Lesson 87: Professors are more aware of students' workloads then they are generally given credit for.

Or at least, I'll give my professor the benefit of the doubt and assume that's why she's given us the best gift she could have: a one week extension for all students on our collection development paper.

This week was going to be absolutely insane with the number of SIS events happening, my day in Toronto, completing a post-presentation write-up by Wednesday, the quiz in management, preparing my group presentation for next Monday, writing my evaluation of a research article for next Monday, spending and documenting 8000$ of imaginary money for our collection development paper due Monday as well, work, and the number of events I've been invited to for this weekend what with St Patrick's Day being so huge here in Montreal.

But now, I don't have to have completed the spending of the imaginary cash for another week.

And I feel like I can breathe again...

So lets see... if I can just get this write-up done now,
study for that quiz and finish readings tomorrow
evaluate a research article Thursday,
then I can maybe go to Gerts Friday,
do more collection development Sat+Sun
hand stuff in + present Mon and work on research proposal
train for the new job Wednesday, complete Collection Development
play soccer, work an 8hr shift, hang with Kristie
complete two essays and a research paper

Enjoy Easter? Go to Music Moot?
Seriously though, are you actually reading this?
It gets tiny like this so you can't actually read it.
This is an aesthetic representation of me losing my mind
Slowly becoming more and more helpless
As library school eats my brain like some zombie
Seriously, stop reading...

....Help me....

Thursday, March 8, 2012

Day 87: Winter is coming?

It happens every year, but I really do love it.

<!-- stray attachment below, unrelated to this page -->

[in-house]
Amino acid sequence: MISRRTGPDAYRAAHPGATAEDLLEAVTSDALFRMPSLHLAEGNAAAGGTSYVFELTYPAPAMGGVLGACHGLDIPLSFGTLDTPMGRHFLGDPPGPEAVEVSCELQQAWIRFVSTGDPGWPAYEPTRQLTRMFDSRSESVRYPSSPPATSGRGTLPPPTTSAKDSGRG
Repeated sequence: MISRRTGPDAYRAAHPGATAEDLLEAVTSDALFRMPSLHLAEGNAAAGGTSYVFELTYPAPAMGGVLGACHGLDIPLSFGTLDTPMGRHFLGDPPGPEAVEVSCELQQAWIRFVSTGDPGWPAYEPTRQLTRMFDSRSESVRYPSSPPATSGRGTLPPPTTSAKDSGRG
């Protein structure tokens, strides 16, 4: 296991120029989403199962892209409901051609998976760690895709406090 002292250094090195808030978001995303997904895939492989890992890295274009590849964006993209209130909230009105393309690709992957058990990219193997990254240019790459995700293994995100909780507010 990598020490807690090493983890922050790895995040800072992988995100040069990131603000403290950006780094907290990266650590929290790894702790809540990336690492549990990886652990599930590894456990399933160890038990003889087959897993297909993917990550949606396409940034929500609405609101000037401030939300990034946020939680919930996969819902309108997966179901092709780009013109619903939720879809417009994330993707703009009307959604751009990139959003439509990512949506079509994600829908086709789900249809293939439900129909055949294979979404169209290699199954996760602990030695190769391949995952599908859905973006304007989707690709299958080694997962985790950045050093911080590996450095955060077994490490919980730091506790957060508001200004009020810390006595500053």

It's fake springtime!

I know that Montreal is in this weird convergence of three different climatic zones (northeastern forest, great lakes and St Lawrence lowlands and something else if memory serves), so I wasn't sure if they'd have this effect I've become so used to in Guelph and Toronto, but here it is! So here's a lesson for people not from similar climatic regions (generally speaking, humid continental, if my understanding is correct).

Lesson 86: Every year, for a week or two in March, the weather will become unseasonably warm and comfy. Sometimes even as warm as summer. There's usually some rain too, but everything just screams spring for this brief period.

But don't be fooled!

Soon, we'll be back to our regularly scheduled winter!

Enjoy this while you can... I wish I could be outside basking rather than withering away inside.

Wednesday, March 7, 2012

Day 86: Best Dressed

Today's lesson is an old one that cannot be overstated.

Lesson 84: Presentations will take so much longer than you think they will.

We had a group presentation today, and despite our best efforts, the mere presentation part went so long we only had 10 minutes for discussion.

I really hope it doesn't affect our grade too much, I mean other than our unfortunately meager discussion, our presentation presented some good, solid analysis of social media and its use in library settings. And ultimately we only ran a minute over the 40 minute time limit.